My teenage daughter is a pretty robust character, but one evening a couple of weeks ago she returned from school clearly upset.
‘I will definitely still be able to have children won’t I, Mum?’ she asked, after I had persuaded her to tell me what was troubling her.
I tried to swallow my rising fury — as both a mother and a secondary school teacher I knew exactly where this anxiety was coming from.
My daughter had happily received her first Covid vaccine at half-term last month.
But, since then, anti-vaxxers had been gathering outside her school to wave their placards, and their messages had managed to lodge in even her sensible mind.
‘Don’t poison your children,’ was the slogan on one banner.
‘Our children are dying from a vaccine they don’t need,’ read another.
Such protesters also focus on the future ‘infertility’ of teenagers who have the jab.
Their claims are, of course, utterly without merit — but not without harm.
As the Mail has highlighted in recent days, this misinformation is being deliberately peddled to our young people — confusing and frightening them in equal measure — by a growing and determined legion of anti-vax ‘warriors’ who have co-opted Britain’s school gates as the new battle line in their culture war.
They are the reason that both teachers and parents have called for the introduction of exclusion zones outside schools — known formally as public spaces protection orders and administered by local authorities — to prevent these toxic protesters from spreading their dangerous nonsense to our children.
Spreading misinformation: Francesca Dill (centre, foreground) on a march in protest against coronavirus vaccinations for youngsters. The 32-year-old mother is behind Outreach Worldwide whose 50 UK ‘chapters’ target pupils with dangerous conspiracy theories. She has posted social media footage of herself telling children the Covid jab is ‘deadly’ and could leave girls infertile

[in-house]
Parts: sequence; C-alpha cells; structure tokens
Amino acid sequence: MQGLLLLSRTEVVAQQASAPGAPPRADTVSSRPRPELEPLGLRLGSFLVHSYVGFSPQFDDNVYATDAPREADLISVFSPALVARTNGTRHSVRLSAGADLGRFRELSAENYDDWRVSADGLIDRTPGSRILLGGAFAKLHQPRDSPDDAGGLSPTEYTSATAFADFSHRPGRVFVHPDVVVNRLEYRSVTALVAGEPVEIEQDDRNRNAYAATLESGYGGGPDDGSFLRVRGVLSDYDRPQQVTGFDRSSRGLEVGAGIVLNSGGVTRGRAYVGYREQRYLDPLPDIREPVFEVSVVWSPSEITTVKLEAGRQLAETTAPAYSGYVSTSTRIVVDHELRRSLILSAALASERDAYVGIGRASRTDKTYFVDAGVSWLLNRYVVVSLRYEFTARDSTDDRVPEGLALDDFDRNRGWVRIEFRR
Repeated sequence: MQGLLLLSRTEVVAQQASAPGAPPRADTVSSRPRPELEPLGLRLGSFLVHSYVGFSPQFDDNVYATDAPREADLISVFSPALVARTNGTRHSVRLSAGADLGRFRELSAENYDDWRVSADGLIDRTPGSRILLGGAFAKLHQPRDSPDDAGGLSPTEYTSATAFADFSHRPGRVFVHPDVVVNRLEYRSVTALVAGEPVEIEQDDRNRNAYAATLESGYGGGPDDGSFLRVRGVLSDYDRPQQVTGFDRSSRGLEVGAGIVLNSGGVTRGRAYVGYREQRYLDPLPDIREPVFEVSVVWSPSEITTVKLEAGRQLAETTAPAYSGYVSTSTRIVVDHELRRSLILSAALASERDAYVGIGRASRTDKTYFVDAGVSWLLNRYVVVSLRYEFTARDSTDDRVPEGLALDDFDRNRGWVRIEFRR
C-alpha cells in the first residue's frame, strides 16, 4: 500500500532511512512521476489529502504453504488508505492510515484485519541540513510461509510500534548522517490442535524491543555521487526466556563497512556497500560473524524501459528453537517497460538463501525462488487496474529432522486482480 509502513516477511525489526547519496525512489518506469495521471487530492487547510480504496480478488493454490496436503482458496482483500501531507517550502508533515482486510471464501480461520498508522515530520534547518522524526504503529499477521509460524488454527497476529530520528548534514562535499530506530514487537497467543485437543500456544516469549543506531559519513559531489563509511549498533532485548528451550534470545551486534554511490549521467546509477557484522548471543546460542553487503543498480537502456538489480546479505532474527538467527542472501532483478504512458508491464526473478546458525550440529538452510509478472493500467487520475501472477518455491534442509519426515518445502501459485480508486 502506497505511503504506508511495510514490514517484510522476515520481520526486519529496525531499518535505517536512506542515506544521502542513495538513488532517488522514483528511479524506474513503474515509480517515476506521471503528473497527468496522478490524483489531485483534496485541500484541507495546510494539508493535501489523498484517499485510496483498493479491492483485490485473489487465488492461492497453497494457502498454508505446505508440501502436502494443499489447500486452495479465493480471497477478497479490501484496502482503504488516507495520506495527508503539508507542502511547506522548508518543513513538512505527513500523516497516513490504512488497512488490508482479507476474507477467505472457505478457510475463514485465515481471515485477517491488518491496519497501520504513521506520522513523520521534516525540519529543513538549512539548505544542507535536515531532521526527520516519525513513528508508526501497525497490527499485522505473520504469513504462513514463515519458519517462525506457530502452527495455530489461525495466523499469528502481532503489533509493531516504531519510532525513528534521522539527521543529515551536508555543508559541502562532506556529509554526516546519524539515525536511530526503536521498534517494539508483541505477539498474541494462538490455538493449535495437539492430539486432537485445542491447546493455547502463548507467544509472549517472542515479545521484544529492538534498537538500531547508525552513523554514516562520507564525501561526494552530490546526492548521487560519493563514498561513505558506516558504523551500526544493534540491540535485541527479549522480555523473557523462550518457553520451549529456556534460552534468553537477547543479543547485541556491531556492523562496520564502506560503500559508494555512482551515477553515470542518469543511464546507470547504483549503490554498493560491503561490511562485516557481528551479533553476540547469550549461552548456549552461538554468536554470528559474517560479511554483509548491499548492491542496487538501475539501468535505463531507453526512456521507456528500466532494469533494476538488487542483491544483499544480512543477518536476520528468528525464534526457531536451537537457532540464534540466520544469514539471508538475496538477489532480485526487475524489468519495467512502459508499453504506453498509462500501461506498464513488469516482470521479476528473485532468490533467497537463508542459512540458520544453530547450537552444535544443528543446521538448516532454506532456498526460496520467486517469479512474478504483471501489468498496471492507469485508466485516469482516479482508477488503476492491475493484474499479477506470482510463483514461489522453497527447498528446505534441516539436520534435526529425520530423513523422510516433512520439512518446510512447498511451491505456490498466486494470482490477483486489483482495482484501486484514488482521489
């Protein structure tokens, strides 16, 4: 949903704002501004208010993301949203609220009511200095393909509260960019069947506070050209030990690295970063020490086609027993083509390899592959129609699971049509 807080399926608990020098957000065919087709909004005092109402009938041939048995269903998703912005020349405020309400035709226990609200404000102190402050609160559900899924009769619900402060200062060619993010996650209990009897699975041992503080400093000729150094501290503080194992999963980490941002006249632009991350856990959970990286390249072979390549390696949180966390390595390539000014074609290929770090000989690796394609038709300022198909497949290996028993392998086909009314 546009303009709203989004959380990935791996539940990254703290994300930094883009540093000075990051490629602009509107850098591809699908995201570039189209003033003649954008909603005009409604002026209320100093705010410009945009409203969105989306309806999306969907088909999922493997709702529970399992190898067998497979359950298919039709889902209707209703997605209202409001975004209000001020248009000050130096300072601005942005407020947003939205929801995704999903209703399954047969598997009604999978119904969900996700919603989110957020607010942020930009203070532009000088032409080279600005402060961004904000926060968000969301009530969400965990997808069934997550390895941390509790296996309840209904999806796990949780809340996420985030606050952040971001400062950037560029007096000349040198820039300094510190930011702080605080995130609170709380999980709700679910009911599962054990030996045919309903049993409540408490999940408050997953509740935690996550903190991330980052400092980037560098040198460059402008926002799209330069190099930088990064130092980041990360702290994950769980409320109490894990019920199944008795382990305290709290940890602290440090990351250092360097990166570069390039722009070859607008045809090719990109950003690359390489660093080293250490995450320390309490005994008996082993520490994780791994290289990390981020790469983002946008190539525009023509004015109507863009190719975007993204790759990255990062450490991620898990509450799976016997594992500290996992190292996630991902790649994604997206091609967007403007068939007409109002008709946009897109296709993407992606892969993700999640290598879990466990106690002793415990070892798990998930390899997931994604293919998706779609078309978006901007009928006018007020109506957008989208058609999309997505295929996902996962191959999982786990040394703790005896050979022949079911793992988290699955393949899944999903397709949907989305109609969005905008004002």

Certainly, it seems like a no-brainer, a simple and effective way to protect both teachers and, more importantly, their pupils from those who seek to politicise our playgrounds and pollute the minds of young people with their lies.
This week, however, Education Secretary Nadhim Zahawi has rejected the idea, saying that while he would prefer protesters to avoid targeting schools, it is the police who should be dealing with the problem.
Well, I am here to tell him he is wrong, and that his decision is a failure that lets down teachers, youngsters and parents, too.
Of course, you don’t have to be either a parent or a teacher to know that the education sector has faced extraordinary challenges in the past 20 months.
Even before this latest slice of lunacy, schools were having to cope with myriad complex issues. Continuing to provide virtual lessons through lockdown was tough enough.
But, even now that pupils have returned to the classroom, many additional challenges remain.
Some of the children I teach have health problems which require them to isolate, meaning that, with my colleagues, I have to do ‘hybrid’ teaching: working in the classroom and providing online tuition.
Keely Knight (above), a hairdresser who previously worked as a mentor for vulnerable children, is spreading anti-vaccine propaganda outside schools. She is one of the most trusted lieutenants of Outreach Worldwide leader Francesca Dill
Many pupils have ongoing mental health issues as a result of isolation from their peers.
Having to run the gauntlet of placard-waving morons at the school gate — on the front line of a war children should not be part of — is hardly going to help.
I am bewildered and outraged at the way they are being targeted. Like most people, I gratefully accepted the opportunity to get the Covid vaccines and, thanks to Britain’s world-leading jab rollout, life has largely returned to normal.
Who would not want that? Well, not everyone, it seems.
My first inkling of this grim threat was when my daughter — who attends a different school from the one I teach at — came home with a letter from the headmaster. Her school was offering vaccines to pupils, and he had been on the receiving end of abusive emails and letters.